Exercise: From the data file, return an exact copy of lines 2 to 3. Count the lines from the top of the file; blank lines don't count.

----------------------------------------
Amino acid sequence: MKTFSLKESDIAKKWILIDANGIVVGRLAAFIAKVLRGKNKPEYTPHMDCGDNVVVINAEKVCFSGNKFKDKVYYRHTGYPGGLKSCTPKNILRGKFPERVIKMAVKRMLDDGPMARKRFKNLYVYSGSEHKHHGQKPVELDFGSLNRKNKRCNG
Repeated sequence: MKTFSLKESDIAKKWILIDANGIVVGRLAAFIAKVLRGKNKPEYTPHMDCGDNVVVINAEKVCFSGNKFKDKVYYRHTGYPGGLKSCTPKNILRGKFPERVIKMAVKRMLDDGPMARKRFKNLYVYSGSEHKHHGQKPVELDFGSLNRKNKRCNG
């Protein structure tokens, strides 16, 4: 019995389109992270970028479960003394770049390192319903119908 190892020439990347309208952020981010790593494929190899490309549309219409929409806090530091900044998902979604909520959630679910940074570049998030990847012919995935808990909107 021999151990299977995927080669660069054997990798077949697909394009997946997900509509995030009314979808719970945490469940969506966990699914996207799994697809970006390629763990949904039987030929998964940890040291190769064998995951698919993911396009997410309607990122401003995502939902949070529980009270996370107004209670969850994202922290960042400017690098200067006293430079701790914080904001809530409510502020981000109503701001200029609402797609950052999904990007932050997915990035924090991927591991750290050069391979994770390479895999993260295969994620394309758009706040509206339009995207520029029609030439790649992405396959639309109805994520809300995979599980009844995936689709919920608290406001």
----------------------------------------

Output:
Repeated sequence: MKTFSLKESDIAKKWILIDANGIVVGRLAAFIAKVLRGKNKPEYTPHMDCGDNVVVINAEKVCFSGNKFKDKVYYRHTGYPGGLKSCTPKNILRGKFPERVIKMAVKRMLDDGPMARKRFKNLYVYSGSEHKHHGQKPVELDFGSLNRKNKRCNG
């Protein structure tokens, strides 16, 4: 019995389109992270970028479960003394770049390192319903119908 190892020439990347309208952020981010790593494929190899490309549309219409929409806090530091900044998902979604909520959630679910940074570049998030990847012919995935808990909107 021999151990299977995927080669660069054997990798077949697909394009997946997900509509995030009314979808719970945490469940969506966990699914996207799994697809970006390629763990949904039987030929998964940890040291190769064998995951698919993911396009997410309607990122401003995502939902949070529980009270996370107004209670969850994202922290960042400017690098200067006293430079701790914080904001809530409510502020981000109503701001200029609402797609950052999904990007932050997915990035924090991927591991750290050069391979994770390479895999993260295969994620394309758009706040509206339009995207520029029609030439790649992405396959639309109805994520809300995979599980009844995936689709919920608290406001």